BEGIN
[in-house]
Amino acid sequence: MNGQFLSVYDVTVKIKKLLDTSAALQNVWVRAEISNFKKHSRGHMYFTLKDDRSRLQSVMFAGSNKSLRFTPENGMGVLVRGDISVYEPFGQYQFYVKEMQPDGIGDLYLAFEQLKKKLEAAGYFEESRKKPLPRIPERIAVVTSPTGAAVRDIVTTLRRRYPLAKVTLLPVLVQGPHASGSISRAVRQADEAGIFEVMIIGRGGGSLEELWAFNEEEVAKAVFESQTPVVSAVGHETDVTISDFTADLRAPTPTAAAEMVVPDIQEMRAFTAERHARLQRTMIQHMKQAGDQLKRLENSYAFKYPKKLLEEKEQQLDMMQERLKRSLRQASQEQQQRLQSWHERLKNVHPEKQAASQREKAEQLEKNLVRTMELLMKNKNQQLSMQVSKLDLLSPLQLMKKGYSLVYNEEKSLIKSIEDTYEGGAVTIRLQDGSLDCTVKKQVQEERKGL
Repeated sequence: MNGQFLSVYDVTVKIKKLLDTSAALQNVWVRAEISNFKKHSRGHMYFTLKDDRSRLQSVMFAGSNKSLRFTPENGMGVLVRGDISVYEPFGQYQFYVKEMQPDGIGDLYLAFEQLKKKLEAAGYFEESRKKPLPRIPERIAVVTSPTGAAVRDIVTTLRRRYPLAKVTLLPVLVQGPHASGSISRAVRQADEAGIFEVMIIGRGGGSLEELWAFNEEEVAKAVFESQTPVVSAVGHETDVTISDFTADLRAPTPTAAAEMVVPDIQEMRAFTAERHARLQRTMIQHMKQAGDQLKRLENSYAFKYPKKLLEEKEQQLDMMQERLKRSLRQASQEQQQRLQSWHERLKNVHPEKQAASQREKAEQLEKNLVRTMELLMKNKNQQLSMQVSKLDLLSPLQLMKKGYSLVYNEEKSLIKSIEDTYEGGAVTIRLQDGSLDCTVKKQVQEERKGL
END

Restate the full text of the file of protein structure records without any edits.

[in-house]
Amino acid sequence: MNGQFLSVYDVTVKIKKLLDTSAALQNVWVRAEISNFKKHSRGHMYFTLKDDRSRLQSVMFAGSNKSLRFTPENGMGVLVRGDISVYEPFGQYQFYVKEMQPDGIGDLYLAFEQLKKKLEAAGYFEESRKKPLPRIPERIAVVTSPTGAAVRDIVTTLRRRYPLAKVTLLPVLVQGPHASGSISRAVRQADEAGIFEVMIIGRGGGSLEELWAFNEEEVAKAVFESQTPVVSAVGHETDVTISDFTADLRAPTPTAAAEMVVPDIQEMRAFTAERHARLQRTMIQHMKQAGDQLKRLENSYAFKYPKKLLEEKEQQLDMMQERLKRSLRQASQEQQQRLQSWHERLKNVHPEKQAASQREKAEQLEKNLVRTMELLMKNKNQQLSMQVSKLDLLSPLQLMKKGYSLVYNEEKSLIKSIEDTYEGGAVTIRLQDGSLDCTVKKQVQEERKGL
Repeated sequence: MNGQFLSVYDVTVKIKKLLDTSAALQNVWVRAEISNFKKHSRGHMYFTLKDDRSRLQSVMFAGSNKSLRFTPENGMGVLVRGDISVYEPFGQYQFYVKEMQPDGIGDLYLAFEQLKKKLEAAGYFEESRKKPLPRIPERIAVVTSPTGAAVRDIVTTLRRRYPLAKVTLLPVLVQGPHASGSISRAVRQADEAGIFEVMIIGRGGGSLEELWAFNEEEVAKAVFESQTPVVSAVGHETDVTISDFTADLRAPTPTAAAEMVVPDIQEMRAFTAERHARLQRTMIQHMKQAGDQLKRLENSYAFKYPKKLLEEKEQQLDMMQERLKRSLRQASQEQQQRLQSWHERLKNVHPEKQAASQREKAEQLEKNLVRTMELLMKNKNQQLSMQVSKLDLLSPLQLMKKGYSLVYNEEKSLIKSIEDTYEGGAVTIRLQDGSLDCTVKKQVQEERKGL